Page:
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I’m going to get a little personal with you guys for a second, so bear with me. The last couple months I’ve been going through a hard time, for a variety of personal reasons. I won’t go into the gritty details, but I am a fairly closed off person. I don’t like talking to people I know about my issues. The nice thing about the Internet is it offers a lot of places where you can go and vent, or get advice, or just feel like people are listening to you, anonymously or pseudonomously. One of these places is Reddit. While most people have a poor impression of Reddit, there are a lot of places where people can go seeking support for any number of reasons, from just general depression to breakups to job problems. I figured Reddit might be a decent place to go, and surely I’d find a place where I could let off steam. I ran into a snag though, because I also have a posting history on KotakuinAction. Obviously nothing I’ve ever posted there is bad—just my opinions. But I found out there are a number of subreddits, including ones designed specifically to support people, that automatically ban users who have posted in KotakuinAction. Including /r/OffMyChest, one of the largest subreddits designed for venting and emotional support.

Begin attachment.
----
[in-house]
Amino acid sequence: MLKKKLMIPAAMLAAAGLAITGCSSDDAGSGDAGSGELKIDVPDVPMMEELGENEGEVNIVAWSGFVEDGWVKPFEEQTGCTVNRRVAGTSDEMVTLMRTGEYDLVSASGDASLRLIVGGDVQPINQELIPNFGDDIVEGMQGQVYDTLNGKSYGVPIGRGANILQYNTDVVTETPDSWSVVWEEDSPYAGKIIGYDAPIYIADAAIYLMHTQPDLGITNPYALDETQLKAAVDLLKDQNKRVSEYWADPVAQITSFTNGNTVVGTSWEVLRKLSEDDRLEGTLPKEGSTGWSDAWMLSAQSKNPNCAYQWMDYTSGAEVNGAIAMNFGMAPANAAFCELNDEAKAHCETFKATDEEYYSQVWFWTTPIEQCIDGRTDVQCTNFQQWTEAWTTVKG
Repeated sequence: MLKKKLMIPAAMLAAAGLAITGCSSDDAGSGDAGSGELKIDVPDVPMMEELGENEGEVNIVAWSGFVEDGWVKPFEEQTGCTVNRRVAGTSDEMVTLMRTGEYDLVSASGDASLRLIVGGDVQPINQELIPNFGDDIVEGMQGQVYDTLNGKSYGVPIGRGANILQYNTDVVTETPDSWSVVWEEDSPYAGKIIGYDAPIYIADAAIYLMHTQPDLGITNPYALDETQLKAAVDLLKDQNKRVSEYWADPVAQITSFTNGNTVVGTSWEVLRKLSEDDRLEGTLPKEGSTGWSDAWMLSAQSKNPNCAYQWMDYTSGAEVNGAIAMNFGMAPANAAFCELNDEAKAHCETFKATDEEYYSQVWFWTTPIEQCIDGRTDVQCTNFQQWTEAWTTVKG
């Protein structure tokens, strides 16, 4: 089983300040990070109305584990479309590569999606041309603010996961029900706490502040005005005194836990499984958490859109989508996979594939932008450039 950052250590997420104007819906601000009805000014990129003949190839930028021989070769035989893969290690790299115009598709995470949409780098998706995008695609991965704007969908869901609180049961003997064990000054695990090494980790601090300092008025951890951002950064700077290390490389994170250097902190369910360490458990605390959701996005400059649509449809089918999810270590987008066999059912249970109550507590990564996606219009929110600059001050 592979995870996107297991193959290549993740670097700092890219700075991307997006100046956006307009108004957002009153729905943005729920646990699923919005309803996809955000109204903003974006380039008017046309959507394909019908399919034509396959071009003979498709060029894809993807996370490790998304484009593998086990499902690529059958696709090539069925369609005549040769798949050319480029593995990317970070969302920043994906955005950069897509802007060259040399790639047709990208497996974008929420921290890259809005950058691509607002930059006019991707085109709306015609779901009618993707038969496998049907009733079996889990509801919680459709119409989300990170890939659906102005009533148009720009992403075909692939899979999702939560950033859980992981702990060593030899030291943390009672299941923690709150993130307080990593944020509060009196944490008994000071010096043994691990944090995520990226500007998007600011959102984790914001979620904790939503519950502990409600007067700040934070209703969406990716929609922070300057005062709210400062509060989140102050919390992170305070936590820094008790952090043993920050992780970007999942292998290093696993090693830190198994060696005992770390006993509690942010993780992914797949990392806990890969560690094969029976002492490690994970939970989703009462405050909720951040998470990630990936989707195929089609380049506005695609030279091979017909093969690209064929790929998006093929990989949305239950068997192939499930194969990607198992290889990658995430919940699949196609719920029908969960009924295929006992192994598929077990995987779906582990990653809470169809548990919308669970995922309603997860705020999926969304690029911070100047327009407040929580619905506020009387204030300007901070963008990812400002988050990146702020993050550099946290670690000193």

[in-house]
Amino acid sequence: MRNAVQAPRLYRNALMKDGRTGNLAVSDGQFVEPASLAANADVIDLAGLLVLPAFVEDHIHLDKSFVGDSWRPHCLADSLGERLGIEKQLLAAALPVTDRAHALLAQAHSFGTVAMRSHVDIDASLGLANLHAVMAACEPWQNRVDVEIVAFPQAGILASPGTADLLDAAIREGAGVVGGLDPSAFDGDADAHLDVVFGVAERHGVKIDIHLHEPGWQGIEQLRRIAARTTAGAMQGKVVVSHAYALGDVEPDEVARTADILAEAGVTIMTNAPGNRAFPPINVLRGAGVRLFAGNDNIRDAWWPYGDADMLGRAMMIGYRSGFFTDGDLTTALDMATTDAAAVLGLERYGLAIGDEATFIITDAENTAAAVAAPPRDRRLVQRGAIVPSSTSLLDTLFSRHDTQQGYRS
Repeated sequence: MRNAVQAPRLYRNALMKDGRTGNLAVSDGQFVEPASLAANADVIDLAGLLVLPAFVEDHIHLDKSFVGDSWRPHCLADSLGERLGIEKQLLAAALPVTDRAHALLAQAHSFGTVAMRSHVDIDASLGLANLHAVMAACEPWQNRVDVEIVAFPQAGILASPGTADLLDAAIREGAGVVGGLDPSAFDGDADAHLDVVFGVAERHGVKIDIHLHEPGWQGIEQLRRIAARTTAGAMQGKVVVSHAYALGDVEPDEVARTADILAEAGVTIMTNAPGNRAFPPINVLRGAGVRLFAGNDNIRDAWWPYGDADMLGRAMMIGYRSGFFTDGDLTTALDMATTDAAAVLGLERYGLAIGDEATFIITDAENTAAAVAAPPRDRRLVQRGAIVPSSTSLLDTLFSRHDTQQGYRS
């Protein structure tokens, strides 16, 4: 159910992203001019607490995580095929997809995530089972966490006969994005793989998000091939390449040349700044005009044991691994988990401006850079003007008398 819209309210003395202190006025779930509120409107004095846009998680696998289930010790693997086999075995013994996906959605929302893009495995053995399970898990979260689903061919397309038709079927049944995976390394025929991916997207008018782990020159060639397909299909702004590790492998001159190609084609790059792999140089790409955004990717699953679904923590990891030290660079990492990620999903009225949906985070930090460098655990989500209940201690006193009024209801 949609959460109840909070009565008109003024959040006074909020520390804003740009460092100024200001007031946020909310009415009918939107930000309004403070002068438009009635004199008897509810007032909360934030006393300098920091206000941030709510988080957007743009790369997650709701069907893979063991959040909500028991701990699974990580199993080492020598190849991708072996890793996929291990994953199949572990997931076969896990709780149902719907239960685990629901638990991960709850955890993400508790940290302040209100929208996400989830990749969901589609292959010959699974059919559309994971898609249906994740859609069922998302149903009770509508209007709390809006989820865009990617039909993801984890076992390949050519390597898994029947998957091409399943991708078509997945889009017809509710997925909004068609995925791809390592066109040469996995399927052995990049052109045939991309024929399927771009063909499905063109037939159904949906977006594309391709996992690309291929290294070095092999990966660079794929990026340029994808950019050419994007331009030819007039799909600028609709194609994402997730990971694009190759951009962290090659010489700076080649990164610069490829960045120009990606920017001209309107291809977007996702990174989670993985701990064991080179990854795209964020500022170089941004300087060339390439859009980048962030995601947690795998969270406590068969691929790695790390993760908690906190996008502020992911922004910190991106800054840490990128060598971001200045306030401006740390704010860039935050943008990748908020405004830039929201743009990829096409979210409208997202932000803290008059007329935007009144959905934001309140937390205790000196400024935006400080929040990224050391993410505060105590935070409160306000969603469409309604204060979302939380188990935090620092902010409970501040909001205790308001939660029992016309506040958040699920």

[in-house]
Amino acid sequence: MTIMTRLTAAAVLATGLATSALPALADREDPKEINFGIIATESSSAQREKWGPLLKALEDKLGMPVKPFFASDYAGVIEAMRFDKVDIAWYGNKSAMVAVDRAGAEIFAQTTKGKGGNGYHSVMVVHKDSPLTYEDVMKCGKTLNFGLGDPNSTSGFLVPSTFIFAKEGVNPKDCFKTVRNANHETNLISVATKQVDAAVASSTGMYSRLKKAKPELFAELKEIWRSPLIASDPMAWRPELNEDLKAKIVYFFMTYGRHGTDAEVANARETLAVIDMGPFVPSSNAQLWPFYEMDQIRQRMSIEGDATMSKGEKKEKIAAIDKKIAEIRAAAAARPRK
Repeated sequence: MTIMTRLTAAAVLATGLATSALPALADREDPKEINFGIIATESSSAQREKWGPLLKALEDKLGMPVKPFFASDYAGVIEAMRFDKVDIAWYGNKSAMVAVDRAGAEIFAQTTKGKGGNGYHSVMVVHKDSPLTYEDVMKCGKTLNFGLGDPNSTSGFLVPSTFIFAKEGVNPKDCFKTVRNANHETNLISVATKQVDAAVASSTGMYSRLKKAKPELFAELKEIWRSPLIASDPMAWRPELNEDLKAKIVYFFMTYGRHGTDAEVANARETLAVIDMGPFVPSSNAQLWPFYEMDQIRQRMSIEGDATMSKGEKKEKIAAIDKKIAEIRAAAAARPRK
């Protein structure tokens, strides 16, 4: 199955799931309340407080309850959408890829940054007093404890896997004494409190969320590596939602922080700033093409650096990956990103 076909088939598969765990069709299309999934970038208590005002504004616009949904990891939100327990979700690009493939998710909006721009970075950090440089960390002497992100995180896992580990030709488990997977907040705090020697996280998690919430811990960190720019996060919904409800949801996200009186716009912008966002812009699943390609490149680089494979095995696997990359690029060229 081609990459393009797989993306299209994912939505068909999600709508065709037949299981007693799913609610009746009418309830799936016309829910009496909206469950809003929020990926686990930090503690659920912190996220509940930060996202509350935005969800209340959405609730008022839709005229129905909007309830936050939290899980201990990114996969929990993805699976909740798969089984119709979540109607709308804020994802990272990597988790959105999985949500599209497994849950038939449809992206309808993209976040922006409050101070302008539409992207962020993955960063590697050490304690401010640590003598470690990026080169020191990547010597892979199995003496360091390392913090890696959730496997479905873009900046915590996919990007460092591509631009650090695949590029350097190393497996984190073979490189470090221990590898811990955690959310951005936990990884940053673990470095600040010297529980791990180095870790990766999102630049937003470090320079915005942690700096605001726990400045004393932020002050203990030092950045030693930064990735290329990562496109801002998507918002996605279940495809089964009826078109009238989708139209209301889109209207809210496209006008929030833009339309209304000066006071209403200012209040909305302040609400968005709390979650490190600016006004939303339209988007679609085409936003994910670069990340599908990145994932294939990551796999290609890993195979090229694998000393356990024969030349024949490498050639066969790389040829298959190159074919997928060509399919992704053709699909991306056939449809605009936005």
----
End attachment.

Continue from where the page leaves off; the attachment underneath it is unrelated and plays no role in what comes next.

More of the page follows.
Fortunately, I was able to find subreddits that don’t engage in this, but it got me thinking about just how dangerous a prospect this is. In the ever growing quest to create “safe spaces,” it seems like people are actively shutting people out who may truly need the support. The same thing happened with GaymerX, the convention designed specifically to show support to LGBT folks in the gaming community. I loved the idea when it first popped up, and even thought about volunteering. Then they began using The Block Bot on Twitter, a tool in which a select few individuals can add anyone they feel is offensive. My personal account was added to this after I asked people not to misgender someone and when I wrote an article daring to call out people who use the title of progressive for the wrong reasons. So, my personal Twitter was officially cut off, as well as hundreds of queer and transgender gamers.